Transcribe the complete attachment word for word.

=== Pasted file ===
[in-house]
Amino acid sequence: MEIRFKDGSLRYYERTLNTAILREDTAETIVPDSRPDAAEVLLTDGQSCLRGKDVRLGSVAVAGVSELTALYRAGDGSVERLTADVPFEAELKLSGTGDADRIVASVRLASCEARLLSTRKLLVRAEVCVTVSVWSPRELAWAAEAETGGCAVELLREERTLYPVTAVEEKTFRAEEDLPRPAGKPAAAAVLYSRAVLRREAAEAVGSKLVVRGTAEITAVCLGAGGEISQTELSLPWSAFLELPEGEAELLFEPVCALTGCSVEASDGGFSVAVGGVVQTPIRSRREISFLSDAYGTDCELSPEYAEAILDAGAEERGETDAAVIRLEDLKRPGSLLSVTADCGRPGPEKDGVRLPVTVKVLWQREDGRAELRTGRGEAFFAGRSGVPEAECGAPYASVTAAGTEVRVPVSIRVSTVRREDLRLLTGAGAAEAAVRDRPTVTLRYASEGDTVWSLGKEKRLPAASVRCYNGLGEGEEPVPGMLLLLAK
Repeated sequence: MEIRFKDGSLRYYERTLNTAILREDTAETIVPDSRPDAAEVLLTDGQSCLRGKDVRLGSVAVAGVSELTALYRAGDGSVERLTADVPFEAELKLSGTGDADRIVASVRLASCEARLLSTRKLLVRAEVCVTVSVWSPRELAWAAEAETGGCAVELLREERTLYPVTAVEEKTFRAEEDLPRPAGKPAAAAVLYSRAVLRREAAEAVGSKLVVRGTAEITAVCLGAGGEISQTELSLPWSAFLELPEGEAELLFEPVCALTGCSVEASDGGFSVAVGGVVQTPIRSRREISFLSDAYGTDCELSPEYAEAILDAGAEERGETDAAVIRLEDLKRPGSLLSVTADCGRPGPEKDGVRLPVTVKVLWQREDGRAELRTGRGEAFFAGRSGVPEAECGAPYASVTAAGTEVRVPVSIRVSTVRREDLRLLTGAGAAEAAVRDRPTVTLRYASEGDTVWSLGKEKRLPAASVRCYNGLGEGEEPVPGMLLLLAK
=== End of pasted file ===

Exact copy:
[in-house]
Amino acid sequence: MEIRFKDGSLRYYERTLNTAILREDTAETIVPDSRPDAAEVLLTDGQSCLRGKDVRLGSVAVAGVSELTALYRAGDGSVERLTADVPFEAELKLSGTGDADRIVASVRLASCEARLLSTRKLLVRAEVCVTVSVWSPRELAWAAEAETGGCAVELLREERTLYPVTAVEEKTFRAEEDLPRPAGKPAAAAVLYSRAVLRREAAEAVGSKLVVRGTAEITAVCLGAGGEISQTELSLPWSAFLELPEGEAELLFEPVCALTGCSVEASDGGFSVAVGGVVQTPIRSRREISFLSDAYGTDCELSPEYAEAILDAGAEERGETDAAVIRLEDLKRPGSLLSVTADCGRPGPEKDGVRLPVTVKVLWQREDGRAELRTGRGEAFFAGRSGVPEAECGAPYASVTAAGTEVRVPVSIRVSTVRREDLRLLTGAGAAEAAVRDRPTVTLRYASEGDTVWSLGKEKRLPAASVRCYNGLGEGEEPVPGMLLLLAK
Repeated sequence: MEIRFKDGSLRYYERTLNTAILREDTAETIVPDSRPDAAEVLLTDGQSCLRGKDVRLGSVAVAGVSELTALYRAGDGSVERLTADVPFEAELKLSGTGDADRIVASVRLASCEARLLSTRKLLVRAEVCVTVSVWSPRELAWAAEAETGGCAVELLREERTLYPVTAVEEKTFRAEEDLPRPAGKPAAAAVLYSRAVLRREAAEAVGSKLVVRGTAEITAVCLGAGGEISQTELSLPWSAFLELPEGEAELLFEPVCALTGCSVEASDGGFSVAVGGVVQTPIRSRREISFLSDAYGTDCELSPEYAEAILDAGAEERGETDAAVIRLEDLKRPGSLLSVTADCGRPGPEKDGVRLPVTVKVLWQREDGRAELRTGRGEAFFAGRSGVPEAECGAPYASVTAAGTEVRVPVSIRVSTVRREDLRLLTGAGAAEAAVRDRPTVTLRYASEGDTVWSLGKEKRLPAASVRCYNGLGEGEEPVPGMLLLLAK